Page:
DIVIDE, Colo. — Acres of trees are being cut down in the Divide area, with some of it happening in the Pike National Forest.
Off County Road 51, people nearby are wondering why this is happening, saying they’re seeing trees being cut down left and right.
We found out it’s all part of the Pikes Peak Ranger District’s timber-related work.
It’s all been happening since winter and according to the U.S. Forest Service it’s being done to help restore landscape and reduce fuels along the entire front range of Colorado.
“There’s no trees that are marked saying this is pine beetle kill, there’s no indication that these are dead trees or soon to be dead trees,” said Patty Northern, who lives in the area.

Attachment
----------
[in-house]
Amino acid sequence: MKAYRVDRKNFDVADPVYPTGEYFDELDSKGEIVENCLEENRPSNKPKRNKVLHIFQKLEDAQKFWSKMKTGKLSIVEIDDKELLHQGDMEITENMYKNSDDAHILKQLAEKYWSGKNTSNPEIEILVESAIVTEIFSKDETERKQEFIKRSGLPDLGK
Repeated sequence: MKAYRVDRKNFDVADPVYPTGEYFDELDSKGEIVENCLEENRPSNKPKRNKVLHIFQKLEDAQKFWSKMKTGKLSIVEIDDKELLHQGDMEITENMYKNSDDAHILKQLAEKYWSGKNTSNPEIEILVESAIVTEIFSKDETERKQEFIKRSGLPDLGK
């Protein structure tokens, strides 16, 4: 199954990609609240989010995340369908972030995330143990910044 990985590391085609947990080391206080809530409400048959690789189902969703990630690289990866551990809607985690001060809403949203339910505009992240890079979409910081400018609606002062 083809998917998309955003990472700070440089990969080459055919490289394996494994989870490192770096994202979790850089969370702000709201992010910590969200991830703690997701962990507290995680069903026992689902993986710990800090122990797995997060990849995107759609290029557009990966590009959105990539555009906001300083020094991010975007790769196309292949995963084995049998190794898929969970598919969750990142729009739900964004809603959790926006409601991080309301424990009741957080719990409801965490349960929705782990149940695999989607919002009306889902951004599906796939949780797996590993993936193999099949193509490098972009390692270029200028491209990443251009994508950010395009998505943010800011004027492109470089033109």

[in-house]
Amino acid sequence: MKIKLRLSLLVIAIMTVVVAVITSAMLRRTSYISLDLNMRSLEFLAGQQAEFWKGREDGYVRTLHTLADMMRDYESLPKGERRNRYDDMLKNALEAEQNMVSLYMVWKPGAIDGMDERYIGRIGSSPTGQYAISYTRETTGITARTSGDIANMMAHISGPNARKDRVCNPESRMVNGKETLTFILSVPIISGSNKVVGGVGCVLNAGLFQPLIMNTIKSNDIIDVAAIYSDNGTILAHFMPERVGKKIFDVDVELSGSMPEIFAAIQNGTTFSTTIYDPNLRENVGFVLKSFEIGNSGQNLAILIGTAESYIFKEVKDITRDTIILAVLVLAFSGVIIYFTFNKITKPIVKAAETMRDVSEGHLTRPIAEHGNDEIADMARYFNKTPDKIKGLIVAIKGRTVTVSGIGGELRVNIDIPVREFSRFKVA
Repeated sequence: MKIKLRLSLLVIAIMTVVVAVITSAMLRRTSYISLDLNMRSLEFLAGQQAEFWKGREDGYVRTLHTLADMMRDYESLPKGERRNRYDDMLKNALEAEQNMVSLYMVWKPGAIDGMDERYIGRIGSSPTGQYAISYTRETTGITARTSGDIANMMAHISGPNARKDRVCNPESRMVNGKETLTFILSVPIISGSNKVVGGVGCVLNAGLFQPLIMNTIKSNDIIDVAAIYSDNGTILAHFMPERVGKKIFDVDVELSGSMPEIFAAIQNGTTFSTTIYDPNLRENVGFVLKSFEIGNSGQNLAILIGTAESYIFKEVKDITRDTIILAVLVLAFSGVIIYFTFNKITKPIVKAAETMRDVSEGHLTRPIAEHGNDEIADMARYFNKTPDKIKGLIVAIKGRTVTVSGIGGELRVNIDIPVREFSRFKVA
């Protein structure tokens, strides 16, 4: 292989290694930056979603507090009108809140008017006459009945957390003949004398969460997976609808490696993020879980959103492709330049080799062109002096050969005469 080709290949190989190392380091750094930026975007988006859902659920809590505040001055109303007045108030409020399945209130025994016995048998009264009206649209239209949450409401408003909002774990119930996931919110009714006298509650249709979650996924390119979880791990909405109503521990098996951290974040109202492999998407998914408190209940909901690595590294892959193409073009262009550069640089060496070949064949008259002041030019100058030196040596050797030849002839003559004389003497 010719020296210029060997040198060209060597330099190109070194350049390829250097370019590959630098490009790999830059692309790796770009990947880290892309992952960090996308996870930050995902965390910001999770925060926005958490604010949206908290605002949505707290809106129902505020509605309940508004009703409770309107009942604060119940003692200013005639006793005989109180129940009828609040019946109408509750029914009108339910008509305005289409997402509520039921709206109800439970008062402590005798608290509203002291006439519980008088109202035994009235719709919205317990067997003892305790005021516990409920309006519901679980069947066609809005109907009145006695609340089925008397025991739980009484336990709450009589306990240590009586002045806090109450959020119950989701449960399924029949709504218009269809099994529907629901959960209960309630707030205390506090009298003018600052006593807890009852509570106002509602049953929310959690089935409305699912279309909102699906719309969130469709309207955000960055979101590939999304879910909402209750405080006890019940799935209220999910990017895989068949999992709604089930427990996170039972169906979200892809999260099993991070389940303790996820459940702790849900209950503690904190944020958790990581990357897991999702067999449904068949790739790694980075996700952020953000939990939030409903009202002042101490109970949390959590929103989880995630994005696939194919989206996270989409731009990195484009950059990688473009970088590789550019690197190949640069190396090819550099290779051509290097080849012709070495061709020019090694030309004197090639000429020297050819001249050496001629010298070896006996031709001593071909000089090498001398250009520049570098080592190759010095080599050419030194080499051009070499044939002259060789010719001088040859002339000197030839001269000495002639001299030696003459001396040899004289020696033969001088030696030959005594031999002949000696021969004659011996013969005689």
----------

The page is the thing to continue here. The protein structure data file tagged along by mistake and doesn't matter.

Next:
According to the Forest Service, the trees were cut down to give healthier trees a fighting chance against bug infestations and wildfires.
“I know that the season is dry, I know that we haven’t had the rain, I know it’s going to be fire hazards and everything, but this again doesn’t appear to me, to be fire hazard,” said nearby resident Erin Kunitz.
Though the area may look untidy now, the Forest Service says it’ll drastically improve over time, saying healthy trees are more likely to withstand the environment.
What’s left over will serve a purpose, though. Most of the forest products are going to local mills along the southern front range.
The Forest Service says it’s important for people in the area to know this process is making their forests healthier, reiterating it’s essential for them to remove trees that are susceptible to wildfires or bug infestations.